Salaried jobs have been badly impacted by the coronavirus lockdown despite a rise in overall employment rate. Salaried jobs fell to 68.4 million by the end of April due to the lockdown as against 86.1 million in 2019-20. The jobs declined further to 67.2 million by the end of July 2020, according to industry think-tank Centre for Monitoring Indian Economy (CMIE).
As per CMIE's CPHS (Consumer Pyramids Household Survey) estimates, nearly 17 million salaried jobs were lost in the April-June quarter, which is likely to get worse in July.
Meanwhile, informal jobs (non-salaried jobs) have returned and even increased with gradual resumption in economic activity post 'unlocking' of economy. Non-salaried forms of employment have increased from 317.6 million in 2019-20 to 325.6 million in July 2020, registering a growth of 2.5 per cent or nearly 8 million jobs. By the same comparison, salaried jobs fell by 22 per cent or 18.9 million during the lockdown.
"In terms of percentage change between 2019-20 and July 2020, the fall in salaried jobs is almost uniform across rural and urban regions. The fall was 21.8 per cent in rural India and 22.2 per cent in urban India," said Mahesh Vyas, MD & CEO of CMIE.
Of the 86 million salaried jobs in 2019-20, 58 per cent were in urban India and 42 per cent in rural India. Therefore, the impact of the decline in salaried jobs was higher in urban India compared to rural India.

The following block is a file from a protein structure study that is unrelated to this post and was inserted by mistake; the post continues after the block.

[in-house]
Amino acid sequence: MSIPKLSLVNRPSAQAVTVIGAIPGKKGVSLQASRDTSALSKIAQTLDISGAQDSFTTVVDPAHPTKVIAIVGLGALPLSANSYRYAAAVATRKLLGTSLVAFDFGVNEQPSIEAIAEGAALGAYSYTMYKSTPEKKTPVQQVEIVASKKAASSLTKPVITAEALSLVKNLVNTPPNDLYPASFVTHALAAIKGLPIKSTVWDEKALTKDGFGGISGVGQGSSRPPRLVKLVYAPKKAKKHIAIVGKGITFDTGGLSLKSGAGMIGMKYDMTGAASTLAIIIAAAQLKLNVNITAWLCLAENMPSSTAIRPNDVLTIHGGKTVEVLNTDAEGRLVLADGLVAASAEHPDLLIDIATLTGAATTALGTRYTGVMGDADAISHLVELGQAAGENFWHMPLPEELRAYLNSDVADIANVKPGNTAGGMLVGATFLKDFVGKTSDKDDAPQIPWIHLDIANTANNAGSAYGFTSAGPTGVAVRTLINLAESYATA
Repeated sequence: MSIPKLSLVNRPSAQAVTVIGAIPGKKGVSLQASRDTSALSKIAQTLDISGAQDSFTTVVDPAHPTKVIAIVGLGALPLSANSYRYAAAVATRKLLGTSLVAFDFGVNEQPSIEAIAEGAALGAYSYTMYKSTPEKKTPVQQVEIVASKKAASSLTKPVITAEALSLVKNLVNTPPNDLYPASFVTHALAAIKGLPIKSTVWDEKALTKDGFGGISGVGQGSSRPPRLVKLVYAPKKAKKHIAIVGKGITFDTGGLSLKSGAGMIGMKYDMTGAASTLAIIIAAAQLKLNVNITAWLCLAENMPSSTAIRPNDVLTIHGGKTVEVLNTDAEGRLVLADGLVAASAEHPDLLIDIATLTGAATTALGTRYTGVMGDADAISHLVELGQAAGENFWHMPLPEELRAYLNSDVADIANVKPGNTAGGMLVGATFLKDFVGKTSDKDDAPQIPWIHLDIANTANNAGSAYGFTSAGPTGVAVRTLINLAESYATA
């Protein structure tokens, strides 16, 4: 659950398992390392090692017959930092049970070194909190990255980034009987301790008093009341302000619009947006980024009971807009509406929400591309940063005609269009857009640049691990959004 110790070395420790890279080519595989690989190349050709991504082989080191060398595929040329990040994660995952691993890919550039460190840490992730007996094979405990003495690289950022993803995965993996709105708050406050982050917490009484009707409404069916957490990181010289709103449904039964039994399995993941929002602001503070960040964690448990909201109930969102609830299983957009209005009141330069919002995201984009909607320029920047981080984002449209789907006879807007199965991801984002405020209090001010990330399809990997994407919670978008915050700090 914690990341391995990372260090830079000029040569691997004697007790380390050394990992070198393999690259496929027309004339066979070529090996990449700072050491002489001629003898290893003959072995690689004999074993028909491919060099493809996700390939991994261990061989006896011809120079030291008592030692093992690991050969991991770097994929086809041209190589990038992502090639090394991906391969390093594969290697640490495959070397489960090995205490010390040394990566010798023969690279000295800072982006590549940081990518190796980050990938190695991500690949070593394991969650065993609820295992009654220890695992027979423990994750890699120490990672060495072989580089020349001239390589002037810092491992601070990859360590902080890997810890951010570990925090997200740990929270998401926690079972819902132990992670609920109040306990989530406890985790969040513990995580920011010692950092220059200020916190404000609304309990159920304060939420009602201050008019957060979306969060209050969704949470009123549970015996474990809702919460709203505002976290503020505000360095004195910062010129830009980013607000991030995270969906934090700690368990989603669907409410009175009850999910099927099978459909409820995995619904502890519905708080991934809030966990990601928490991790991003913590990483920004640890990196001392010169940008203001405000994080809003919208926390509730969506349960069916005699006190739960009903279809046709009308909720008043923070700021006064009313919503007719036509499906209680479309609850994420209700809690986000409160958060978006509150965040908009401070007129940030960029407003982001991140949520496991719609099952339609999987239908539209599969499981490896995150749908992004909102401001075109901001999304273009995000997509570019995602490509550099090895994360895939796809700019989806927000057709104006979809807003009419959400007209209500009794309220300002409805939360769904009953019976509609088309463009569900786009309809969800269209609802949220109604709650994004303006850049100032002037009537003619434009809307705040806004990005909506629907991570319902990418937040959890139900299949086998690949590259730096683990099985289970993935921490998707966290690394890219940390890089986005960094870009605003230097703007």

As per CMIE report, salaried jobs remained stagnated in India in recent times. In 2017-18, it grew by 1.6 per cent, followed by merely 0.1 per cent rise in 2018-19, before contracting by 1.8 per cent in 2019-20. The figure stood at 86.3 million in 2016-17, which declined to 86.1 million in 2019-20.
Based on analysis of wage bill of 1,560 listed companies, the study finds that employment cost of these companies increased by just 2.9 per cent year-on-year during April-June quarter of 2020, which happens to be the lowest growth in wages recorded in the past 18 years. There was large inter-industry variation with banks recording a 16.6 per cent rise in their wage bill and securities broking companies posting 13.5 per cent growth, but manufacturing companies saw a 7 per cent drop in their wage bill. The services sector had a mixed bag.
The study revealed that the manufacturing sector was the greatest sufferer from employment losses, resulting in lower wage bill. Within manufacturing, textile sector was the worst hit as its wage bill fell by 29 per cent. Textile is a labour-intensive industry and this sharp fall in the wage bill implies a very sharp fall in employment in the industry. In a similar trend, leather, another labour-intensive industry, recorded a 22.5 per cent fall in its wage bill in the June quarter. Automobile ancillaries reported a 21 per cent decline in its wage bill and the automobiles' wage bill was down by 18.6 per cent, CMIE said.